The group is seeking to have theCourt of Appeal judgement in favour of the governmentset aside,along with an order that the community group pay the government’s legalcosts, thought to be more than $800,000.
Save our Rail’s lawyers have arguedthat last November’s judgementshould not have been givenbecause the government passed legislationto close the line in the meantime.
In a Notice of Motion hearingin Sydney’s Supreme Court on Thursday, Save our Rail’s barrister Shane Prince arguedthe matter had become “moot” before the judgement, and that the group would never have brought the case before the courtif the legislation had been brought to the parliament.
Mr Prince said it was “not correct” that the group’s legal case –launched in late December 2014 –was designed to stopthe closure of the rail line, rather it was to “ensure compliance” with the Transport Administration Act.
“The litigation was to preserve the sovereignty of the parliament, and to ensure compliance with [the Act],” Mr Prince said. He said Save our Railhadbeen“vindicated” by the government’s decision to pass legislation.
Justice Robert Macfarlan asked Mr Prince whether the group’s name –Save Our Rail –undermined that argument, at which one of the government’s lawyers remarked “save our parliament”.
But Mr Prince disagreed.“It was always our position that, had the legislation which has been passed been passed, then proceedings would never have been commenced,” he said.
In Thursday’s hearing Acting Chief Justice Margaret Beazley suggested both parties could “walk away” if they could agree on costs.
“If [the government parties] had come to the court and said don’t worry about it, this was fixed up in some other way, we could have walked away,” she said.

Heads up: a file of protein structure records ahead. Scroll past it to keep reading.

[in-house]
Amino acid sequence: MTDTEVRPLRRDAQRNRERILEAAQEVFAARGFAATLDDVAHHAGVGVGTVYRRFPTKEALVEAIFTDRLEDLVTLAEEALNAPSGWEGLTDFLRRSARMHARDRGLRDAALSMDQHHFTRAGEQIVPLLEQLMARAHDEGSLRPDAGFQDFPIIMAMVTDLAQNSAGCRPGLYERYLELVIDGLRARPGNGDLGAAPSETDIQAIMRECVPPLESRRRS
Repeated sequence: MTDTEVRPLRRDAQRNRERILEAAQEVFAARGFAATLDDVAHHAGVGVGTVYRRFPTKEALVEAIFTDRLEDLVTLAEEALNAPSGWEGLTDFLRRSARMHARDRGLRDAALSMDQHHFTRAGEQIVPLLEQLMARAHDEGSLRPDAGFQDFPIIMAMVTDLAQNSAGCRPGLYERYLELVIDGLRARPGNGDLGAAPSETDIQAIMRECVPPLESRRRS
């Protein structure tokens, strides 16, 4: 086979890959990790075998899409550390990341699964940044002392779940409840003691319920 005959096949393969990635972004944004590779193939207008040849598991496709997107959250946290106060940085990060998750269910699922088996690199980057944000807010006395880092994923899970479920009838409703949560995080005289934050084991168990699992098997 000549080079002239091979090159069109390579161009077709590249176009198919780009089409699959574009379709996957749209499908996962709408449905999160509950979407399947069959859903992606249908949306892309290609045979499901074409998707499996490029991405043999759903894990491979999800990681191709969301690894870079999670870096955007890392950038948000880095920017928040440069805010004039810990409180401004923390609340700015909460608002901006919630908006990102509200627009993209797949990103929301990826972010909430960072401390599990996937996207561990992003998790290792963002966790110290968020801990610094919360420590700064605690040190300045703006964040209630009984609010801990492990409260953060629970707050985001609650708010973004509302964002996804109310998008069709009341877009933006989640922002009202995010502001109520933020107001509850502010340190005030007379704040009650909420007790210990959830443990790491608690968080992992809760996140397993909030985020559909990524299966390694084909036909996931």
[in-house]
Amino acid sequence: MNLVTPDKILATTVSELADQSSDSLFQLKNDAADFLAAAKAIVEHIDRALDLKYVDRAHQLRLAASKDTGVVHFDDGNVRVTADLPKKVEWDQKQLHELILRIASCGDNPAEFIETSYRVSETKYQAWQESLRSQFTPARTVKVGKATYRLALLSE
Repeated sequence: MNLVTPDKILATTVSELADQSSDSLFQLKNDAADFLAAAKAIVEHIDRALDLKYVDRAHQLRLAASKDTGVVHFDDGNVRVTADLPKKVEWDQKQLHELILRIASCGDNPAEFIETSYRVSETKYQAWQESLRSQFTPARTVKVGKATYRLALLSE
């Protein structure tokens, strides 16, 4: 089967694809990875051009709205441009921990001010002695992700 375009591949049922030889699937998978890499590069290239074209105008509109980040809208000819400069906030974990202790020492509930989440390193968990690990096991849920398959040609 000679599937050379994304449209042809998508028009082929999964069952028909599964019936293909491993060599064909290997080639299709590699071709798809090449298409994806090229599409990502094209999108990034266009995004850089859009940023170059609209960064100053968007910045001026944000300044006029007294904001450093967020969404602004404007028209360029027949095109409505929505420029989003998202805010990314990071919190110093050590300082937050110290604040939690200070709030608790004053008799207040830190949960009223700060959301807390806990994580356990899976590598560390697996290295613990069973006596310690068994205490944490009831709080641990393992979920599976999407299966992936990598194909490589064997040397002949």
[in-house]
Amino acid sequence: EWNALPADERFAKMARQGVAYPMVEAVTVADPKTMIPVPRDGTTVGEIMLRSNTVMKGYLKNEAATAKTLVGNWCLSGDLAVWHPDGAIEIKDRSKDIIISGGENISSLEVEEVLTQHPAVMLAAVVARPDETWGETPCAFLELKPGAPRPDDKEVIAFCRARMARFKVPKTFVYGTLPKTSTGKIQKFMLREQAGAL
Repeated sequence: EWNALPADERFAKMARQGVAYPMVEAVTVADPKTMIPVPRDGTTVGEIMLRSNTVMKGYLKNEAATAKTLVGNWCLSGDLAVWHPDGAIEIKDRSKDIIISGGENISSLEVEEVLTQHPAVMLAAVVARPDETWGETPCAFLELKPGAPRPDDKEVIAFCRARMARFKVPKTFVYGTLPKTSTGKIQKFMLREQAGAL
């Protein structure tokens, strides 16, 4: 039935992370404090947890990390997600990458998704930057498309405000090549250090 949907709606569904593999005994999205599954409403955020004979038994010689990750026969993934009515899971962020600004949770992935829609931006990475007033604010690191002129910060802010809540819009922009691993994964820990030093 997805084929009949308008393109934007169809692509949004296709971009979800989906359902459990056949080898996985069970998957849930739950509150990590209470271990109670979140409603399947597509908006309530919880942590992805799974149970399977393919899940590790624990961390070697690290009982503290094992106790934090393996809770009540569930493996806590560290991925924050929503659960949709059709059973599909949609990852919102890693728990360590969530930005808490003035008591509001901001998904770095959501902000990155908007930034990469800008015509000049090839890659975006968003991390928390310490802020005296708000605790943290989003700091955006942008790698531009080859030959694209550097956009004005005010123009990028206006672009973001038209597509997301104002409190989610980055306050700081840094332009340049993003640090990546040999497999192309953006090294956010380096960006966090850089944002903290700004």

But the government–led by the Transport department and Hunter Development Corporation–want the judgement to stand, and for full costs to be paid.
Save our Rail head Joan Dawson told the Newcastle Herald before the hearing that the group’s lawyershad made a number of attempts to settle the matter of costs.
After a two-hour hearing on ThursdayJustice Beazley reserved judgement for a later date.
A key issue was whether the court had been given advice prior that the legislation had made the issue “moot” prior to the judgement.
Both parties disagreed about the result of an email trail that discussed informing the court about the legislation, butJustice Beazleysuggestedthe court had not been given sufficient adviceabout its impact prior to the judgement.
“I think there was a single letter to the court saying the Act had been passed [there was] no suggestion as to what the court ought to do, or not to do,” she said.
Mr Prince arguedthat he had asked the court not to deliverthe judgement before the hearing was closed, but Acting Chief Justice Beazley said that was “another matter”.
“This case had gone right through…the parties had incurred every aspect of cost by the time the legislation was passed,” she said.